TRAVERSING THE MOUNTAIN TRAILS OF NORTHERN ITALY

It’s that time of year when social media newsfeeds are taken over by images of European summer: scooters, beaches, Aperol spritz and antipasti platters. So instead of letting my mouth water one moment longer, I decided to do something productive with my nostalgia, and reflect back on a wonderful trip to Italy my fiancé and I had in August last year.

The little mountain village of Champoluc, nestled in the Ayas Valley (Val d’Ayas) in the region of Aosta in northern Italy, is just two hours’ drive north west of Milan. The town is only home to around 500 locals but this number swells to more than triple during the winter ski season. We visited in the ‘off season’, swapping the snow and skis for long hikes through endless mountain trails, fields of wildflowers, dinging goat bells and around turquoise glacial lakes. By the time we arrived in the last week of August, autumn was peeping its head around the corner, the summer holiday crowds were heading back home, and we felt as if we virtually had the place to ourselves.

The village of Champuloc itself straddles a river which is direct glacial run off from the mountains, giving it a striking milky blue colour. It’s got the typical feeling of an Italian village – think cobbled roads, an old church in the village square, local markets selling seasonal produce and scooters. But what makes Champoluc quite spectacular, are the vistas of the mountain peaks that circulate the village. From every point in the village the snow-capped mountain peaks jut above the rooftops, framing the church spire and the numerous wooden cabins that provide a bed for winter time tourists. In summer these cabins are adorned with baskets of colourful geraniums spilling out from each and every windowsill.

Champuloc in bloom: the snowy streets of Champoluc come to life with flowers in summer when tourists come to the village to explore the mountain trails in the Ayas Valley.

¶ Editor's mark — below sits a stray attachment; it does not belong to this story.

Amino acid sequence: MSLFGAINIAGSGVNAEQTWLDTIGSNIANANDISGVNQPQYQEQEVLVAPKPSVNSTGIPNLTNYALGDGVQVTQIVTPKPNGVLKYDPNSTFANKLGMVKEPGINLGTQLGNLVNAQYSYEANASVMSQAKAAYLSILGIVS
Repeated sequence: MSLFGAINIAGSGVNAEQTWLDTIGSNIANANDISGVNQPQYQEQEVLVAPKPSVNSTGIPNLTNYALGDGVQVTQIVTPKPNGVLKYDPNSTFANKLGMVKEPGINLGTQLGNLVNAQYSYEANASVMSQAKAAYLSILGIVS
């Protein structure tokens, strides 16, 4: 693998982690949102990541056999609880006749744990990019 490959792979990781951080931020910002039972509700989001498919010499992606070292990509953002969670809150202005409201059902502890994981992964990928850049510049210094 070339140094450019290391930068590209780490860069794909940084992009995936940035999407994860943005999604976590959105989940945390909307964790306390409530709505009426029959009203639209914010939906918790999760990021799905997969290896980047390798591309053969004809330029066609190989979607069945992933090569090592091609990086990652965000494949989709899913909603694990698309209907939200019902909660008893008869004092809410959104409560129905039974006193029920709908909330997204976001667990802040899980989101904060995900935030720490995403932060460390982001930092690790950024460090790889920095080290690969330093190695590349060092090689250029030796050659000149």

Local produce: a family run store where we would buy prosciutto, cheese and fresh baguettes to make picnic lunch feasts.

We started our days with a glutinous spread of almond and chocolate croissants and espressos in a local patisserie, with a huge map spread out on our small table, running our fingers over the mountain trails we wanted to explore that day. The trails in the Val d’Ayas that crisscross the mountain sides are connected with refugios – small wooden guesthouses with restaurants perched at various intervals along the route. Usually family run, refugios fuel hikers with hot soup and fresh bread, a spread of local cheese and charcuterie cuts and cold drinks. Maps of the mountain trails can be bought in the village before setting off, and hikes can be planned according to distance, intensity and viewpoints along the way. Or like us, routes can also be chosen based on location of refugios with reputations for serving the most delicious food. There are different trails for different levels of fitness, but the longer ones can be tough, gravelly in points, steep and often require scrambling over rocky outcrops, especially to get to the best view points. The stand out hike for me was a long walk from a tiny village called Saint Jacques in the north of the valley. Leaving behind the village continuing northwards at a steep incline, the hike takes you across grassy plateaus, winds you through mountain forests, past remote wooden cabins, across scree slopes and finally spits you out at the turquoise paradise of Lago Blu, a crystal clear, untouched glacial lake hidden between two mountains.

Each day we arrived back into town in the late afternoon with aching muscles, the sound of the wind still whistling through our ears, prickles stubbornly stuck in our socks and in my case, a whole faceful of new freckles. The promise of an icy cold Aperol and fresh cut prosciutto is what kept me going, and so just as we started our day with a glutinous spread of food we ended it in much the same way, fuelling our bodies for another day of exploring new trails.

Lago Blu: Pondering on a glacial lake

High above Champoluc: a solitary moment appreciating the view in between refugios

Upside down smile: The grassy plateaus that sit below the glacier provide some respite from steep uphill walking to Lago Blu.

Travellers tips:

  • Milan Malpensa airport is the closest international airport, taking around 2 hours by car directly to Champoluc

  • There are a variety of accommodation options in Champoluc ranging from budget to upmarket, booking ahead is advised

  • For those looking to relax sore muscles after days of rambling on the mountainside, the Monterosa Spa Centre is located in the village itself, with heated swimming pools, ice baths and massages.


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